Monday, October 7, 2013

141 Rembrandt's secrets

In the winter of 1977 I walked into the Orange County Museum and within a few paces came face to face with Rembrandt's magnum opus The Raising of Lazarus. The texture and luminosity of the painting blew me away. All I could do was stand before it in total wonder. Later I realized I had a book with a reproduction of the painting but I didn't recognize it. It apparently is very difficult to reproduce. The version here captures but a faint shadow of the power of the original.

I received a commission to do a figurative work without any provisions except that it illustrate in some way the mission of Christ. I accepted this unexpected challenge without full confidence I could do the subject justice. I have since been studying the paintings of Rembrandt and feel I can now move forward with some assurance that I can fulfill the commission in an artistic and professional manner. I have no illusions about approximating Rembrandt's mastery. But I have made certain deductions regarding his work that will help me in my attempt which I will share in upcoming blog entries.

The book Rembrandt: the Painter at Work gave multiple insights into Rembrandt's technique although I think the author missed the most critical aspect regarding Rembrandt's methods. I will give a hint about the missing ingredient: chalk (no surprise for those who follow this blog). How Rembrandt mixed chalk with linseed oil is of critical importance. The accuracy of my deductions will be made apparent as the commission unfolds. Stay tuned.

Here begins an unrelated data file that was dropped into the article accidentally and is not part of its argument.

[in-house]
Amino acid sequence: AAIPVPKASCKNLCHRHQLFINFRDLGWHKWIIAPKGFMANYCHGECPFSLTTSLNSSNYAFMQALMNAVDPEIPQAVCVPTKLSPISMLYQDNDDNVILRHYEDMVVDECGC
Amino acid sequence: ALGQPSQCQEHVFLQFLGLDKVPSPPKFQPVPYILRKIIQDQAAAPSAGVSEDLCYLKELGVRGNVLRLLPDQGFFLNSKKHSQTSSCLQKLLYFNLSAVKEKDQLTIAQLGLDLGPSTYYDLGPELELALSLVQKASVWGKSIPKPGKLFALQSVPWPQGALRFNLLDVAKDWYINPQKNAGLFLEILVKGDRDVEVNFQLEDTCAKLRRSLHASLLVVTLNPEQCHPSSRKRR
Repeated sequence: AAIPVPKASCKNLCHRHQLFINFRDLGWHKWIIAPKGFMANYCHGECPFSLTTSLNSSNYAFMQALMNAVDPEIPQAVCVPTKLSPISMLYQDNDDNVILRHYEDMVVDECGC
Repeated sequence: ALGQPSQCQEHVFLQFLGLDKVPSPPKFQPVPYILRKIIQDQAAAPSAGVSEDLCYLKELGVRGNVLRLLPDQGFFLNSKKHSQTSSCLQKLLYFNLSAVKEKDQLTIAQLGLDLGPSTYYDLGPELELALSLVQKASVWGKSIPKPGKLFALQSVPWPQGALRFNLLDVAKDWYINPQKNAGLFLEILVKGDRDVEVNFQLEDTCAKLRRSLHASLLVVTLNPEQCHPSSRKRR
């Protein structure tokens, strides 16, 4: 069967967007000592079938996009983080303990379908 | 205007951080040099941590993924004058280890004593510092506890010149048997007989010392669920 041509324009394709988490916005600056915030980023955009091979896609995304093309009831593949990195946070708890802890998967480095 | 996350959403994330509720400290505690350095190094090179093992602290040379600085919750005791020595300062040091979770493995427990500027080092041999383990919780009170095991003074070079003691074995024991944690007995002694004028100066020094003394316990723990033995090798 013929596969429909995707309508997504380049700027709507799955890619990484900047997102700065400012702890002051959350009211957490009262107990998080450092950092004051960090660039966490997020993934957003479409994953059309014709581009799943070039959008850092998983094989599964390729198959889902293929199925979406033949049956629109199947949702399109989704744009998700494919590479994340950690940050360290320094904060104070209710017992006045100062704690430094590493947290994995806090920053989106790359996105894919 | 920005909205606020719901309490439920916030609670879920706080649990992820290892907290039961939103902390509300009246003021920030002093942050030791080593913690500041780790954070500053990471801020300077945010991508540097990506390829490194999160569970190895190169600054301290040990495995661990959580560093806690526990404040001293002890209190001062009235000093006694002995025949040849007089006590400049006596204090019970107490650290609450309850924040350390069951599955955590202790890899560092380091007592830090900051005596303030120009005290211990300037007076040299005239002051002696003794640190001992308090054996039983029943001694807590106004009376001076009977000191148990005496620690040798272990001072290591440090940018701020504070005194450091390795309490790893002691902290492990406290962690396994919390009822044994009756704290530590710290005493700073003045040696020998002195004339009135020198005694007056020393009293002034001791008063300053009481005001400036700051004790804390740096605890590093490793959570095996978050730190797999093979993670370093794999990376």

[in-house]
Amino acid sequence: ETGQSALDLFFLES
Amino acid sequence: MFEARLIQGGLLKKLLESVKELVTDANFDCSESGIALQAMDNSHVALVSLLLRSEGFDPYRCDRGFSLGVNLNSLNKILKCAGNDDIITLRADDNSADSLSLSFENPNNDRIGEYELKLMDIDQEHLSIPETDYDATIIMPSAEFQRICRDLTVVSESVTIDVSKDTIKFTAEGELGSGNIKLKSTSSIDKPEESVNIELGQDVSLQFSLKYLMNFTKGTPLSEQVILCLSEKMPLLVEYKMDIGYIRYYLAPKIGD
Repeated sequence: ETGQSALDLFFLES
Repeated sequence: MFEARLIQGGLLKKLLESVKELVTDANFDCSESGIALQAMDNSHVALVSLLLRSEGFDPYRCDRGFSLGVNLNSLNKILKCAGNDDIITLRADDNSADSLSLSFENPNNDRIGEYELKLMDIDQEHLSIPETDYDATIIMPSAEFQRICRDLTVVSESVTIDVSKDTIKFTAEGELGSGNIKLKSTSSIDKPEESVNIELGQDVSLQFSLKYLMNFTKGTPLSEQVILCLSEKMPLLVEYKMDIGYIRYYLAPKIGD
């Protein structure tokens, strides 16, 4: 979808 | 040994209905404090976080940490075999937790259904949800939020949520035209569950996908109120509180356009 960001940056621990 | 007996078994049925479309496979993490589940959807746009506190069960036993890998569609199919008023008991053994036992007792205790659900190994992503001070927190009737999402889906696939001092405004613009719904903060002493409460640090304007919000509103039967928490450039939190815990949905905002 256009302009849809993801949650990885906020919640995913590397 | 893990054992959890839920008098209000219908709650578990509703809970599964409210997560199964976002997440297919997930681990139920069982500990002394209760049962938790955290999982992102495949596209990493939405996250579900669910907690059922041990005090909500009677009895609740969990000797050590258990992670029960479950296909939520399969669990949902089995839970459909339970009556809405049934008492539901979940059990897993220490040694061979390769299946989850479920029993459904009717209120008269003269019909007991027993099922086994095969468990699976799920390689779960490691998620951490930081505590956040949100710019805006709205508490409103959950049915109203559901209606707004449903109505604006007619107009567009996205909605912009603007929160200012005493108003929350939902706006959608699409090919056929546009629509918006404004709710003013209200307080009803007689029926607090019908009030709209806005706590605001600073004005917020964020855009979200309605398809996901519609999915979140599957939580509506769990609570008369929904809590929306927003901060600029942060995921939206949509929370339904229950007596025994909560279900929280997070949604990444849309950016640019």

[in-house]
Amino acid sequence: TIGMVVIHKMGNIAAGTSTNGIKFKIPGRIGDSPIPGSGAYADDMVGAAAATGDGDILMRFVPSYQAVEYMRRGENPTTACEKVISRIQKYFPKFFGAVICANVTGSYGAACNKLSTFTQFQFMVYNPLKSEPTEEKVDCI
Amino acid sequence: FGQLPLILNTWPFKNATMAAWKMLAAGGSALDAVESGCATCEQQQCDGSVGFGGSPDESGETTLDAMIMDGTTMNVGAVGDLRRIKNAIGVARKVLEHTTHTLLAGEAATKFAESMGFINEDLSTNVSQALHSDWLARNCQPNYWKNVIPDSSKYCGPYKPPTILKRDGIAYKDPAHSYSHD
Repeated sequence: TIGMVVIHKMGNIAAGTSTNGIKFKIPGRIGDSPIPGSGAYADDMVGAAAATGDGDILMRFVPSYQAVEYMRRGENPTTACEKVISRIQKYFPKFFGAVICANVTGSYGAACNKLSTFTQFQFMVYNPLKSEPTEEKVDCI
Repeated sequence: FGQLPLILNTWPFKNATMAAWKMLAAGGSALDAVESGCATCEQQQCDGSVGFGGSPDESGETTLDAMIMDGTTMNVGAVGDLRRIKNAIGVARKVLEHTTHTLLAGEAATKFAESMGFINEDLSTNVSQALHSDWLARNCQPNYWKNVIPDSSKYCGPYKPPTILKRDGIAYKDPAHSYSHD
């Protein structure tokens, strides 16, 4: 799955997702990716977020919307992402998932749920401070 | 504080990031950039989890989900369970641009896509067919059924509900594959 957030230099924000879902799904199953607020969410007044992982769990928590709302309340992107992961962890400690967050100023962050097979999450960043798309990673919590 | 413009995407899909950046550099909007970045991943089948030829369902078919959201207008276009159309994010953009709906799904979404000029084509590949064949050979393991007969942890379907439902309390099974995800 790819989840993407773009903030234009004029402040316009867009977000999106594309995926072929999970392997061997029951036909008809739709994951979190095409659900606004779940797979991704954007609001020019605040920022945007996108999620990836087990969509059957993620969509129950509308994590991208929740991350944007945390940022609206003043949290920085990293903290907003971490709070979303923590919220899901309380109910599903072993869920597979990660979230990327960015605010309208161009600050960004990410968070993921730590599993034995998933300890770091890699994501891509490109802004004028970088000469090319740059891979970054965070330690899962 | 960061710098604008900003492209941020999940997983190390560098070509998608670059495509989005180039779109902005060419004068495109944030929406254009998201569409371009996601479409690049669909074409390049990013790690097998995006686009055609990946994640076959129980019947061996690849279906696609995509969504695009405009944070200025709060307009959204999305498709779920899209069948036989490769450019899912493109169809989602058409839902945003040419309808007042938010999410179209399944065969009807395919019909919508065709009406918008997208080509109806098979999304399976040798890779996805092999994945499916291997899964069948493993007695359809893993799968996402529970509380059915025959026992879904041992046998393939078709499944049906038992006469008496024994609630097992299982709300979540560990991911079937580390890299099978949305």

Brad Teare October 2013

Image courtesy of Google Images


  1. A while back, you posted a YouTube video in which you explored the use of burnt plate oil in a painting. You're probably already familiar with this, but here is a link to R's probable use of burnt plate oil to achieve his brushwork effects --


    1. Dave, This is absolutely fascinating! I hadn't surmised the use of burnt plate oil although I knew that R achieved a very gummy consistency. I was guessing he left the oil/chalk mixture on his palette for a few days to let it set up. Many thanks for this valuable link!

  2. Biblical scenes are fun to paint because there is the challenge to come up with a design different from the Masters. A few years back, I painted the scene of the Pentecost for a client. I learned a lot and I really enjoyed the experience. I wish though I had known then about using chalk for texture.

    This is a very interesting project Brad, and I can't wait to read about it.

    1. Yes, it is hard to be original with this subject. I'd like to keep the composition simple and avoid the large cast of characters some old master's used. I plan to spend the whole week just doing thumbnails, which will be a kind of visual brainstorming. I'll post the results.


Thanks for your comments!


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